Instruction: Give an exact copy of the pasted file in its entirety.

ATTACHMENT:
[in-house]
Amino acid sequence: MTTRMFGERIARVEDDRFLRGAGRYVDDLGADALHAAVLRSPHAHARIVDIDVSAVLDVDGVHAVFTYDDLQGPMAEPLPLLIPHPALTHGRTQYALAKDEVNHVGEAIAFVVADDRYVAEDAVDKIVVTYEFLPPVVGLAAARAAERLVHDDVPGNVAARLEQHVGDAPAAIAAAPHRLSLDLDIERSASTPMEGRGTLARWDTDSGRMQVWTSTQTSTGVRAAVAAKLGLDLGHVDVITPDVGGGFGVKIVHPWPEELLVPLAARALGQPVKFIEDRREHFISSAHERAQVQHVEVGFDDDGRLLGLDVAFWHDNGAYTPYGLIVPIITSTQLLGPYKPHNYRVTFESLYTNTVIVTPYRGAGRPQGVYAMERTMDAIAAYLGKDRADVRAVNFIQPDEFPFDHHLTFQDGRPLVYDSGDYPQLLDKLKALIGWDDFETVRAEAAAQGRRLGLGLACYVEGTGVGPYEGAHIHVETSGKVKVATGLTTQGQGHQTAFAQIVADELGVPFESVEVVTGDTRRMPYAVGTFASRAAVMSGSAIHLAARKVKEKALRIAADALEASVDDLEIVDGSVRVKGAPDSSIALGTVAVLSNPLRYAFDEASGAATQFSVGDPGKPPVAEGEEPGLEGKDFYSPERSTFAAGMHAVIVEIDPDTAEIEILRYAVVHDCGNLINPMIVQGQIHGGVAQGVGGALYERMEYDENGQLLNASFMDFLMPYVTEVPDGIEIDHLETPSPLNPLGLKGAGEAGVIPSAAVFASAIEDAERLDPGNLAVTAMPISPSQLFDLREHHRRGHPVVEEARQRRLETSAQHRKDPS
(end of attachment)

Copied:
[in-house]
Amino acid sequence: MTTRMFGERIARVEDDRFLRGAGRYVDDLGADALHAAVLRSPHAHARIVDIDVSAVLDVDGVHAVFTYDDLQGPMAEPLPLLIPHPALTHGRTQYALAKDEVNHVGEAIAFVVADDRYVAEDAVDKIVVTYEFLPPVVGLAAARAAERLVHDDVPGNVAARLEQHVGDAPAAIAAAPHRLSLDLDIERSASTPMEGRGTLARWDTDSGRMQVWTSTQTSTGVRAAVAAKLGLDLGHVDVITPDVGGGFGVKIVHPWPEELLVPLAARALGQPVKFIEDRREHFISSAHERAQVQHVEVGFDDDGRLLGLDVAFWHDNGAYTPYGLIVPIITSTQLLGPYKPHNYRVTFESLYTNTVIVTPYRGAGRPQGVYAMERTMDAIAAYLGKDRADVRAVNFIQPDEFPFDHHLTFQDGRPLVYDSGDYPQLLDKLKALIGWDDFETVRAEAAAQGRRLGLGLACYVEGTGVGPYEGAHIHVETSGKVKVATGLTTQGQGHQTAFAQIVADELGVPFESVEVVTGDTRRMPYAVGTFASRAAVMSGSAIHLAARKVKEKALRIAADALEASVDDLEIVDGSVRVKGAPDSSIALGTVAVLSNPLRYAFDEASGAATQFSVGDPGKPPVAEGEEPGLEGKDFYSPERSTFAAGMHAVIVEIDPDTAEIEILRYAVVHDCGNLINPMIVQGQIHGGVAQGVGGALYERMEYDENGQLLNASFMDFLMPYVTEVPDGIEIDHLETPSPLNPLGLKGAGEAGVIPSAAVFASAIEDAERLDPGNLAVTAMPISPSQLFDLREHHRRGHPVVEEARQRRLETSAQHRKDPS